“In the First World War and for the first time in the history of man, nations combined to fight against nations using the crude weapons of those days.
The Second World War involved every continent on the globe and men turned to science for new devices of warfare, which reached an unparalleled peak in their capacity for destruction.
And now, fought with the terrible weapons of super science, menacing all mankind and every creature on the Earth comes…The War of the Worlds.”
Oh, it’s on now.
Released on August 26th, 1953, after premieres weeks earlier in Atlantic City and New York, The War of the Worlds was a then-contemporary updating of H.G. Wells’ classic 1898 tale of Earth’s invasion by aliens from Mars.
As was done with the infamous 1938 radio play created by Orson Welles, Howard Koch and Anne Froelick and performed by Welles’ Mercury Theater, legendary producer George Pal updated the novel’s Victorian-era trappings. Instead of the story unfolding in upstate New York as was done for the radio play, this time the action was moved from England to “present day” California. The enormous tripod walking machines from the book are replaced by floating “war machines” that emit hellish energy from ray cannons mounted atop curved, metallic necks. Rather than feeding on humans as is shown in the story, the Martians of the film simply annihilate everyone and everything in their path, carving wide swaths of destruction as they proceed with their conquest of Earth.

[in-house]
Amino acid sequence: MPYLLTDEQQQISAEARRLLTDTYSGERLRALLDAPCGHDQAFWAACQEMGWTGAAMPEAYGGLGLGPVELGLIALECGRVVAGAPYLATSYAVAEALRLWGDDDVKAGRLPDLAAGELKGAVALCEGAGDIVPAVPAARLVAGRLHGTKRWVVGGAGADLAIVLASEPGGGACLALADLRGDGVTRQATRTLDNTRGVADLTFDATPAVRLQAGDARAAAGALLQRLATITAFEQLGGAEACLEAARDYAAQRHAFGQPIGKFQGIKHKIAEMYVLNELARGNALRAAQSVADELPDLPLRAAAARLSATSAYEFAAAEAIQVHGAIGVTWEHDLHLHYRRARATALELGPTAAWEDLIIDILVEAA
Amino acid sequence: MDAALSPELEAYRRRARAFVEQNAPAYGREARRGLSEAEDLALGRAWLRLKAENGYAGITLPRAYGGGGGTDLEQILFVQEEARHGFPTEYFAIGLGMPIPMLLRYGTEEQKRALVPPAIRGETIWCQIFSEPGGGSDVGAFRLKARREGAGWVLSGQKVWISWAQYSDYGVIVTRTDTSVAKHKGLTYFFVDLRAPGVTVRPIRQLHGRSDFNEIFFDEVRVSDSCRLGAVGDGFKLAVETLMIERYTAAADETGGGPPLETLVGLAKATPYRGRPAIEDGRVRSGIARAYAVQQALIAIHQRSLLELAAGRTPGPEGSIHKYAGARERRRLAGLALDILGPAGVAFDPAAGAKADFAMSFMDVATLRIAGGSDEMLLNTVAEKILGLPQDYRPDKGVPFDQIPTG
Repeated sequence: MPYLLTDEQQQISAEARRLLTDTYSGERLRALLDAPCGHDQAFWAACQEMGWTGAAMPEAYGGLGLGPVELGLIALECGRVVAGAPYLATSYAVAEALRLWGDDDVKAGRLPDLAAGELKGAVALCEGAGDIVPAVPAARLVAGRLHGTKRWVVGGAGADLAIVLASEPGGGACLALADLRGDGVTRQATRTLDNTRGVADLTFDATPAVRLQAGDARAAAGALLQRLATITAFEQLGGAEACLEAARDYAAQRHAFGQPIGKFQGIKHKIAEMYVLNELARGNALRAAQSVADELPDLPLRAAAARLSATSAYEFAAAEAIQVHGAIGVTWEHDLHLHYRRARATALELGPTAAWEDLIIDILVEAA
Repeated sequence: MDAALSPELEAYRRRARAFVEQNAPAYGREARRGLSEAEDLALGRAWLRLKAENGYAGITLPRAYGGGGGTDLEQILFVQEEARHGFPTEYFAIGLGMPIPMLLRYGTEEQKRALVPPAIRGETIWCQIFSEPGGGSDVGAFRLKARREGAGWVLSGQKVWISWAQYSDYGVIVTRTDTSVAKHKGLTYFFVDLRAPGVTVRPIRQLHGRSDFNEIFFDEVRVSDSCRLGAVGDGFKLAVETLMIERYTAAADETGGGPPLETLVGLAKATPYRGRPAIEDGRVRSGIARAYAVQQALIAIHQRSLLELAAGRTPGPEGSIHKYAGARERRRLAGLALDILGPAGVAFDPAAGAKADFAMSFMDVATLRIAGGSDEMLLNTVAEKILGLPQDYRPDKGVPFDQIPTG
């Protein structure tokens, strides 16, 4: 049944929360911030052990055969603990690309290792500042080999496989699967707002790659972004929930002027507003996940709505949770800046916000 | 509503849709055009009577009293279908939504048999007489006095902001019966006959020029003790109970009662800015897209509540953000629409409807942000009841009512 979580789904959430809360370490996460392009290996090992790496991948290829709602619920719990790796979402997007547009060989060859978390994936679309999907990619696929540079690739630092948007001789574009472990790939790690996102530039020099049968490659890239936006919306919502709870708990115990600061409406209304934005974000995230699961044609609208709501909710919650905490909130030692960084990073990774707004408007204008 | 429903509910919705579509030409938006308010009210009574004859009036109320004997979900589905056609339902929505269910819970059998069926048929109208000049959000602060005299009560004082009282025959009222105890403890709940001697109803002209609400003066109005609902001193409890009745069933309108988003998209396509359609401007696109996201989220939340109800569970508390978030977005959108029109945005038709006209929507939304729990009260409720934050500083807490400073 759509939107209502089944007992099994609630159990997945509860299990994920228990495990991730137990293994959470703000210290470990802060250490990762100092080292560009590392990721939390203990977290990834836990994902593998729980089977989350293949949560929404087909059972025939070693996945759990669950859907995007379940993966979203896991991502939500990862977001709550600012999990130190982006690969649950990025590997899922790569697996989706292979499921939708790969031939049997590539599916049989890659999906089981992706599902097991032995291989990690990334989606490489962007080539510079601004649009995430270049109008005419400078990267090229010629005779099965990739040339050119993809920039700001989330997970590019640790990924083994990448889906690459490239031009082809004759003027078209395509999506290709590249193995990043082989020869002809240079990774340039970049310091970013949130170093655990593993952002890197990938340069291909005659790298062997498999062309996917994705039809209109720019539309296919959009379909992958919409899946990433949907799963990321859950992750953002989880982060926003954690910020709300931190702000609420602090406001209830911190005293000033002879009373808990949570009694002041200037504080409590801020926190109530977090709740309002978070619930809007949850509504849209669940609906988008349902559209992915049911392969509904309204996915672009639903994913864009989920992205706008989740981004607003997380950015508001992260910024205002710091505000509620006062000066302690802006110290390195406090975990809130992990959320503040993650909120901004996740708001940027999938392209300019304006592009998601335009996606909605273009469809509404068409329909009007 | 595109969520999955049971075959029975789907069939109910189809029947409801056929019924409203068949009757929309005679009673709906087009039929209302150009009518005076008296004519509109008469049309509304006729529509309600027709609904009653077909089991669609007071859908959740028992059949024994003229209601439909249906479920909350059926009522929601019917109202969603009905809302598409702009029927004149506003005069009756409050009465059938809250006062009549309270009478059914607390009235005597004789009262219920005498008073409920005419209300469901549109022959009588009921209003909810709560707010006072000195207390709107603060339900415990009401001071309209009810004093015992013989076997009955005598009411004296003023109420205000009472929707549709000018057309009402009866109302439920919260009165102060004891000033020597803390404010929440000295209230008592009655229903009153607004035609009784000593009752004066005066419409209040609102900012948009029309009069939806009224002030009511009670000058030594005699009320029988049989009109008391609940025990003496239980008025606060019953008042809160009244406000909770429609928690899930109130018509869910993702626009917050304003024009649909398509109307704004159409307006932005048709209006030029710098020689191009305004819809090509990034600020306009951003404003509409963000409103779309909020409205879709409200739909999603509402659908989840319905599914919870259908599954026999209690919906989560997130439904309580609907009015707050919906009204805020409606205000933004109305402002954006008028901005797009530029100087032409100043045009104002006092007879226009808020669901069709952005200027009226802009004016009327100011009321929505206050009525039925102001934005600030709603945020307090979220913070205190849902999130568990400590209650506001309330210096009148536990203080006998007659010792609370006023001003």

The film unfolds in fairly straightforward fashion, opening with a narration that subtly updates what has to rank among the greatest opening passages in the history of the written word:
“No one would have believed in the middle of the twentieth century that human affairs were being watched keenly and closely by intelligences greater than Man’s. Yet, across the gulf of space on the planet Mars, intellects vast and cool and unsympathetic regarded our Earth with envious eyes, slowly and surely drawing their plans against us.”
Once the aliens make their presence known, the story kicks into gear as the Martians begin their terrifying campaign, with war machines spreading out from landing sites around the world and obliterating everything they encounter. We hear frequent updates about losing contact with cities and countries across the globe, and how the Martian machines are unstoppable. In the finest tradition of 1950s science fiction films, the specter of nuclear war even rears its ugly head as American military forces attempt to destroy a trio of war machines with an atomic bomb.
Missed it by —> <— that much.
Gene Barry, a popular actor of the time, portrays Dr. Clayton Forrester, a scientist who’s among the first to realize the truth of the Martians and their deadly potential. Ann Robinson plays Sylvia van Buren, whom Forrester meets while on a fishing trip near the small town where she lives. As is typical of the films of this period, Robinson is given little to do except scream and be frightened by the Martians. Les Tremayne, already a veteran of film and radio, is the no-nonsense General Mann, the military officer responsible for devising a defense against the invading aliens.
All seems lost and the Martians are poised to wipe out humanity, until….